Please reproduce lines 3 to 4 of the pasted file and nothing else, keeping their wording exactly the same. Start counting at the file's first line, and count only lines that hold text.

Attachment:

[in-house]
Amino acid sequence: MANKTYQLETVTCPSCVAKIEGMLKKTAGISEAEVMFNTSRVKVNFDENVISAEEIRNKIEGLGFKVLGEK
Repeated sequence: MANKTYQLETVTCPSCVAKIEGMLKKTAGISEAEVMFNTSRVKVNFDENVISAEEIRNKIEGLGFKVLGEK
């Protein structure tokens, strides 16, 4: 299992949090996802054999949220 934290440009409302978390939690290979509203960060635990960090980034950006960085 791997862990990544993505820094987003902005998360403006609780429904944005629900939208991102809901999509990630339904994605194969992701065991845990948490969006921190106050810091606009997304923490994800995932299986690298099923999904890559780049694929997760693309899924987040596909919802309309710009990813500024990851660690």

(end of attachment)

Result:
Repeated sequence: MANKTYQLETVTCPSCVAKIEGMLKKTAGISEAEVMFNTSRVKVNFDENVISAEEIRNKIEGLGFKVLGEK
């Protein structure tokens, strides 16, 4: 299992949090996802054999949220 934290440009409302978390939690290979509203960060635990960090980034950006960085 791997862990990544993505820094987003902005998360403006609780429904944005629900939208991102809901999509990630339904994605194969992701065991845990948490969006921190106050810091606009997304923490994800995932299986690298099923999904890559780049694929997760693309899924987040596909919802309309710009990813500024990851660690």